• Heart trauma - severe chest injuries, such as those sustained in car accidents, falls, or other traumatic incidents, can directly damage the heart's tissues and lead to heart rupture.

Pre-existing health conditions:

  • Hypertension - high blood pressure puts additional strain on the heart, making it more susceptible to rupture, particularly in weakened areas of the heart muscle.
  • Diabetes - inadequately managed diabetes can harm blood vessels, elevate the likelihood of atherosclerosis, and contribute to heart disease, all of which can predispose individuals to heart rupture.
  • Obesity - an excess of body weight imposes an additional strain on the heart, heightening the likelihood of cardiovascular issues, which may include heart rupture.

Symptoms of heart rupture

Recognising the symptoms of heart rupture is crucial for seeking immediate medical attention and potentially preventing life-threatening complications.7 Common symptoms include:

  • Sudden, severe chest pain - the most prominent symptom of heart rupture is intense and crushing chest pain, often described as a feeling of pressure or squeezing in the chest.
  • Profuse sweating - experiencing excessive sweating, especially when combined with other symptoms, may indicate heart rupture.
  • Rapid breathing and shortness of breath - individuals with heart rupture may experience difficulty breathing, accompanied by a rapid respiratory rate, due to compromised cardiovascular function.
  • Fainting or loss of consciousness - eart rupture may result in a sudden decrease in blood pressure, leading to fainting or loss of consciousness.
  • Irregular heartbeat - heart rupture may result in abnormal heart rhythms, such as palpitations, which can be detected by the patient or through medical examination.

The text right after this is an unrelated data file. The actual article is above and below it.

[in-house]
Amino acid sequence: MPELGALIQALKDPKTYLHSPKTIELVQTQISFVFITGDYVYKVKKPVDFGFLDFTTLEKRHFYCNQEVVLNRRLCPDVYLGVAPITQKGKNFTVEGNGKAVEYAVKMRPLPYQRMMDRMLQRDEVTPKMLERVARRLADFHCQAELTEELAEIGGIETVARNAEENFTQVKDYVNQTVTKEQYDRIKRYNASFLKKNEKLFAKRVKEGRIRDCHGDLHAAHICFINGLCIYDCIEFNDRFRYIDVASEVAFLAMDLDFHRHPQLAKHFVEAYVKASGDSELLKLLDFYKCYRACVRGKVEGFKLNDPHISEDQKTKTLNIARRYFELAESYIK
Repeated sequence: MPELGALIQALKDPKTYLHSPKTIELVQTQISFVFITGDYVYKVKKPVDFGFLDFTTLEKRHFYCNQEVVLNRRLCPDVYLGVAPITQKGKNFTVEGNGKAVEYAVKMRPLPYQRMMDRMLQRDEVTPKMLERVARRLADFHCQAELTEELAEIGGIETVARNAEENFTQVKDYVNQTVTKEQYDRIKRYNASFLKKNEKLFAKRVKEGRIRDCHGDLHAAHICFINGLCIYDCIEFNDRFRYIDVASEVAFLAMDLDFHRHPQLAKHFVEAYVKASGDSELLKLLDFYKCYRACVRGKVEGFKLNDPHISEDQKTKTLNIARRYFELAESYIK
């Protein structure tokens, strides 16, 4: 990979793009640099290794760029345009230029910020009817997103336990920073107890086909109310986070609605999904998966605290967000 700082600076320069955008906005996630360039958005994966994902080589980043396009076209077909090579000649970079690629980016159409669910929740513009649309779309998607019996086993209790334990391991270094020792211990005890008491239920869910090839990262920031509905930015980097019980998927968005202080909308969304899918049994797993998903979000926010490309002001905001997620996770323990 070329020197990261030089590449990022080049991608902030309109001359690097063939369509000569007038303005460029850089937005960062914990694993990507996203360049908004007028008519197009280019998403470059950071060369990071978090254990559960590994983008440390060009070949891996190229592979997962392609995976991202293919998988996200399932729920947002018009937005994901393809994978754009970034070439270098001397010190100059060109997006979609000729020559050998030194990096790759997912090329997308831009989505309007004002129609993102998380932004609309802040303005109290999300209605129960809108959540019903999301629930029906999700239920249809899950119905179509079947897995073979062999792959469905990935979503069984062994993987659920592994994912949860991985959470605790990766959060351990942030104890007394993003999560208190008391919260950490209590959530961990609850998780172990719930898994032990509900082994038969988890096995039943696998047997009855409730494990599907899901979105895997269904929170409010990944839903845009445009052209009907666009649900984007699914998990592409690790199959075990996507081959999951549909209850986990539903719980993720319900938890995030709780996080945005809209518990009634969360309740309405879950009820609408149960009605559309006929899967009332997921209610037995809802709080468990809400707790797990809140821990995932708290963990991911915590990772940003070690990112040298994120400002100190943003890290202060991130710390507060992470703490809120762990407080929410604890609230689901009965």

When heart rupture is suspected, a series of diagnostic tests and evaluations will be conducted to assess the patient's condition and determine the appropriate treatment.8 These may include:

  • Physical examination - a healthcare professional will perform a thorough physical examination, including checking vital signs, listening to the heart's sounds, and assessing for any signs of heart failure or other abnormalities.
  • Electrocardiogram (ECG) - an ECG is a non-invasive test that records the heart's electrical activity. It can help identify irregular heart rhythms, signs of previous heart attacks, and any abnormalities suggesting heart rupture.
  • Echocardiogram - an echocardiogram is an ultrasound-based imaging test that provides detailed images of the heart's structure and function. It can help detect abnormalities in the heart's walls, chambers, and valves, aiding in the diagnosis of heart rupture.
  • Blood tests - specific blood tests, such as cardiac biomarkers, can indicate heart muscle damage. Elevated levels of certain enzymes or proteins in the blood may suggest a heart rupture or a recent heart attack.
  • Cardiac catheterisation - cardiac catheterisation is an invasive procedure in which a thin tube (catheter) is inserted into one of your blood vessels (usually in your groin) and guided to the heart. It allows for direct measurement of pressures within the heart and evaluation of blood flow. This procedure is especially useful in complex cases of heart rupture or when other diagnostic methods are inconclusive.

Emergency response and first aid

When heart rupture is suspected, it is vital to call for emergency medical help immediately. While awaiting the arrival of medical professionals, it is crucial to follow these steps:

  • Stay calm and reassure the person - keeping the person calm can help reduce anxiety and stress, which can be beneficial during a medical emergency.
  • Help the person lie down and rest comfortably - lying down can improve blood flow to the heart and brain, reducing the strain on the cardiovascular system.
  • Do not administer medications without medical advice - administering medications without proper medical guidance can potentially worsen the condition or interfere with medical treatment.

Treatment and management

The treatment approach for heart rupture depends on its type, severity, and the patient's overall health. In severe cases, emergency surgery is often required to repair the damaged heart tissues and prevent further complications. During surgery, the ruptured area is repaired, and any bleeding is controlled. In some cases, artificial patches or grafts may be used to reinforce weakened heart tissue.9

 In addition to surgery, treatment may include: